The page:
Wednesday, January 2, 2013

Ellarslie: A Grand Estate in Cadwalader Park

Ellarslie: A Grand Estate in Cadwalader Park
Written by NJ Historian

Ellarslie Mansion sits atop a rising, gentile hill in the center of spacious Cadwalader Park in Trenton. This beautiful Italianate-style villa transports visitors back to a time when notable and well-to-do families resided on the western side of Trenton. Within walking distance to the Delaware & Raritan Canal and only a short distance further to the Delaware River, Ellarslie is a prime example of a country estate in the urban and post-industrial City of Trenton.


In 1841, Henry McCall, Sr., a Philadelphia industrialist and a relative of the Cadwaladers of Trenton, purchased property in the city. McCall owned and operated a stone paper-mill which stood on the site of the Mahlon Stacy gristmill on South Broad Street on the south bank of the Assunpink Creek. In 1848, McCall hired architect John Notman to design a summer home in the Italianate villa style. Notman is known for designing the first Italianate building in America, called "Riverside," in Burlington, New Jersey and the first American Renaissance Revival building in Philadelphia. He also designed the 1845 expansion of the New Jersey State House, the State Hospital in 1848, and several buildings on Princeton's campus, including Guernsey Hall and Prospect House.

Ellarslie is a brick structure stuccoed to simulate stone and painted a warm beige color. The mansion originally contained five main rooms plus halls on two floors. Notman’s placement of the “piazzas” on the west and south sides of the house suggests that Ellarslie’s architecture was designed to take advantage of broad panoramic views down the open slopes toward the Delaware River. The main house was supported by groups of outbuildings, including two pumps, an ice house, stables for four horses and four carriages, a gardener’s house, and a greenhouse. A farmer’s (tenant) house and a barn may also have been located on the property. The main entrance to Ellarslie was at Old Post Road, now West State Street, crossed the feeder of the Delaware & Raritan Canal via a bridge, and wound its way up toward Ellarslie. The treelined drive from the road to the bridge subsequently became known as Lovers’ Lane by the young couples who frequently strolled there under the canopy of American beech trees.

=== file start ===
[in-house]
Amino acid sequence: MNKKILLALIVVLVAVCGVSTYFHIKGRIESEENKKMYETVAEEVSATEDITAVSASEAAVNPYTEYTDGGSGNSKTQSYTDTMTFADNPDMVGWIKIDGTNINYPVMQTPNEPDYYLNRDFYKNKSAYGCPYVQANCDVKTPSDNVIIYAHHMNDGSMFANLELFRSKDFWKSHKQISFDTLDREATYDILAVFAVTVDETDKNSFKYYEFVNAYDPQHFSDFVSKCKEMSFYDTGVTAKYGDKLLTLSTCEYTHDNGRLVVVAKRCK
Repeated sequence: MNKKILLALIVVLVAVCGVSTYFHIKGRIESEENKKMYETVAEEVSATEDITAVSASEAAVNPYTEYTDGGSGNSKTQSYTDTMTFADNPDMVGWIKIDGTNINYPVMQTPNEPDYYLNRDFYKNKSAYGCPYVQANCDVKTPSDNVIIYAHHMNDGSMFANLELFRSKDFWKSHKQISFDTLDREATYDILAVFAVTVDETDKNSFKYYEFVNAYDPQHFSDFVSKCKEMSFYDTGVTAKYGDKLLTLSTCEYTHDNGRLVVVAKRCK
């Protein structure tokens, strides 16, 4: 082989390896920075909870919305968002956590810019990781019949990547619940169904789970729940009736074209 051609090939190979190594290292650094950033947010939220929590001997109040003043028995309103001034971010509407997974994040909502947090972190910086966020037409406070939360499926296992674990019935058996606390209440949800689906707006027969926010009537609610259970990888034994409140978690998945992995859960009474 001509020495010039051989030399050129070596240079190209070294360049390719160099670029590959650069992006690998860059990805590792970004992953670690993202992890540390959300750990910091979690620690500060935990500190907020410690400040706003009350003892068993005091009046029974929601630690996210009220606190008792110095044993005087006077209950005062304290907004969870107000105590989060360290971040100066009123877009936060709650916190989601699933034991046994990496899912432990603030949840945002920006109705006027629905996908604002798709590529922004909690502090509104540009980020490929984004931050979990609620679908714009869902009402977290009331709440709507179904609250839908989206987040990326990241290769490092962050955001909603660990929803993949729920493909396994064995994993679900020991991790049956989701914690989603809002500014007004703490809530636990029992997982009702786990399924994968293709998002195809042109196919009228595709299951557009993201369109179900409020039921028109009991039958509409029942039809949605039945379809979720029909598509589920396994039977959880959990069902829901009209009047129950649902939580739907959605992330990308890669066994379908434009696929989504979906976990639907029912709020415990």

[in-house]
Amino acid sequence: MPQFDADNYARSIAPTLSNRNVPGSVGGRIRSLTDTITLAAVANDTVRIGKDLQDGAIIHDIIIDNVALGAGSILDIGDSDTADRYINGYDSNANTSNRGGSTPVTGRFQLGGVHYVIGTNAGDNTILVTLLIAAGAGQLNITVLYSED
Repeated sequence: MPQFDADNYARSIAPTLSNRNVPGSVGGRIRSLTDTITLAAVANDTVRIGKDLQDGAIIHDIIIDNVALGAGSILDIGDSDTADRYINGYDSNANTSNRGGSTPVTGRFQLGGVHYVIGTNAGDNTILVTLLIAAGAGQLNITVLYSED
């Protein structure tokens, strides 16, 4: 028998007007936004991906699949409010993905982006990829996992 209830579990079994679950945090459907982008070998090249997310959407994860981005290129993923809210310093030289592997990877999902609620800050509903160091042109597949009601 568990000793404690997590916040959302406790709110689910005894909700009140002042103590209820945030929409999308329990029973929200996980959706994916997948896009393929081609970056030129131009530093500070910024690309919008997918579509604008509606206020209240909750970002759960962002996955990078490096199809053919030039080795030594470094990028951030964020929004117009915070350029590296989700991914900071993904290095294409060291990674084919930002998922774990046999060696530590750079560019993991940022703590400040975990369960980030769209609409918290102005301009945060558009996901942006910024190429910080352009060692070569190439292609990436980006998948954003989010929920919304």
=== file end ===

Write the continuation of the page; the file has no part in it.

Ellarslie in the early 1900s.
In the early 1870s, the McCall family left Ellarslie and General Thomas Cadwalader used the mansion while his West State Street home was being rebuilt after a fire. For a few seasons, Ellarslie was rented to Ion Perdicaris. In 1846, Ion's family moved to Trenton and his father, Gregory Perdicaris, became wealthy as one of the organizers of the Trenton Gas Company. In 1904, Ion Perdicaris was kidnapped and his ordeal received international attention.

In February of 1881, George Farlee, a New York broker, bought the mansion and property from the estate of Henry McCall for $25,000. Farlee used Ellarslie as a summer villa and farm, with some of the land set aside to raise Jersey cattle. The most significant change to the property occurred shortly after Farlee’s purchase when he subdivided a portion of the tract into small lots for the development of a residential neighborhood to the north of Ellarslie that was later called Hillcrest.

In 1887, a committee of the Common Council for the City of Trenton sought a location for a city park. In September 1888, the City of Trenton acquired eighty acres of property from Farlee for $50,000. At this time, the Ellarslie estate consisted of a main house, a farm house, frame cottage, a small brick house, barn, carriage and tool house, machine shed and ice-house. Frederick Law Olmsted was hired by the City of Trenton to design the park. Olmsted is most noteworthy for his design of Central Park in New York City. Olmsted designed the park to include informal plantings, curved footpaths and roadways, highlighting its centerpiece, which was Ellarslie. Cadwalader Park, named in honor of the first mayor of Trenton, officially opened in 1902 and holds the distinction of being the only park in New Jersey designed by Olmsted.